Lotus Elan

Anyone tried ATF + Acetone for freeing rusty bits?

PostPost by: JonB » Sun Feb 18, 2018 5:45 pm

Regarding this video:

https://www.youtube.com/watch?v=o7hpmmlYBFM

He says you can make a highly effective penetrating fluid from automatic transmission fluid and acetone (50/50 ratio) and explains its action on rust. Does anyone agree with the explanation he is giving? I don't follow the chemistry. Has anyone tried using it? ChrisFix (a YouTube channel) did a test, not very scientific but looks promising.

What I do not quite understand is this: if it's so good, beats all the proprietary oils and its composition is fairly well known, how come no one actually makes the stuff commercially? Is there a downside?

I'm going to try it on my seized up Spyder suspension spindle anyway, but wanted to get some conversation going about the stuff.

Over to you!
Last edited by JonB on Sun Feb 18, 2018 6:12 pm, edited 1 time in total.
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PostPost by: pauljones » Sun Feb 18, 2018 6:00 pm

No joy yet Jon, have you confirmed its not been welded in yet?
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PostPost by: JonB » Sun Feb 18, 2018 6:11 pm

Wrong thread. But no, not welded in. Other three aren't and there is no weld around the spindle.
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PostPost by: Craven » Sun Feb 18, 2018 6:13 pm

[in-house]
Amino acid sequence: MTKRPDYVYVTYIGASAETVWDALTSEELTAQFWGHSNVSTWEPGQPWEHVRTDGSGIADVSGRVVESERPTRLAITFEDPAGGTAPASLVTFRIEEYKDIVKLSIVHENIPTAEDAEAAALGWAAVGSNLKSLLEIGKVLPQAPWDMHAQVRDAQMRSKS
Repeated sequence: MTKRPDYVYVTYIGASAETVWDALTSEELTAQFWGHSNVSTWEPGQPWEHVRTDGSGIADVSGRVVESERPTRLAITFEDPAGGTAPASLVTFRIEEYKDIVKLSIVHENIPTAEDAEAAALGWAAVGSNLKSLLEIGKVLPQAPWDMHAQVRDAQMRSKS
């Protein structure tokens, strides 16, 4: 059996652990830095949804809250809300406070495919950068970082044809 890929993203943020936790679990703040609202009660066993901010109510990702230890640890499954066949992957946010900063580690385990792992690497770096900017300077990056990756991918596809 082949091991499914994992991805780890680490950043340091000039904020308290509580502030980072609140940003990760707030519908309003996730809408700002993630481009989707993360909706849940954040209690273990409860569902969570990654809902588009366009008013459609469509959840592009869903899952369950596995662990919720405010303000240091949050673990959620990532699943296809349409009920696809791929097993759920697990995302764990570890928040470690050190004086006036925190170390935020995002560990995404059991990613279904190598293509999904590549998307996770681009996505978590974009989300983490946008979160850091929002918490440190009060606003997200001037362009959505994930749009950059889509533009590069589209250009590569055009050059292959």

Not a direct answer but penetrating oils are designed to take advantage of fast capillary action thin viscosity oils like diesel and paraffin can work.
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PostPost by: Chancer » Sun Feb 18, 2018 6:26 pm

sorry but i lost patience with that video and all the others that i skipped to hoping for something a little quicker.

What is it with all these boring slow repetitive Youtube video makers?
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PostPost by: JonB » Sun Feb 18, 2018 6:52 pm

I know. I keep yelling "JUST GET TO THE POINT!!" but it doesn't work.

:lol:
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PostPost by: pauljones » Sun Feb 18, 2018 7:30 pm

We always used to soak big items in a paraffin bath over the weekend before stripping down. Never used it mixed so cant comment
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PostPost by: USA64 » Sun Feb 18, 2018 8:03 pm

I tried it; it didn't work either. Not a real test as nothing worked but a machinist with a press. Acetone is nasty; toxic, volatile, and flammable. It's hard to keep it in the mix and anytime the container is open you are in danger. It also eats most glove material.
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PostPost by: elansprint » Sun Feb 18, 2018 8:06 pm

Jon I think it was practical classics who did some tests on this very subject and ATF/Acetone mix came out top better than the WD40 or Plus gas etc although not tried it myself. I usually use the electrolytic de rust if you can get it into a bucket. Put a sacrificial steel plate against the side of the bucket connect the +ve from 12V battery or charger place rusty parts in middle of bucket connected to -ve then fill with water to just over work piece and add some soda crystals to increase conductivity. Scrub work piece with kitchen scoured every now and again it works a treat.
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PostPost by: billwill » Sun Feb 18, 2018 8:17 pm

WD40 isn't really a releasing agent, though many people seem to think it is.
WD40 is for removing moisture. Also it should not be left on as a lubricant, a proper oil should be used after WD40.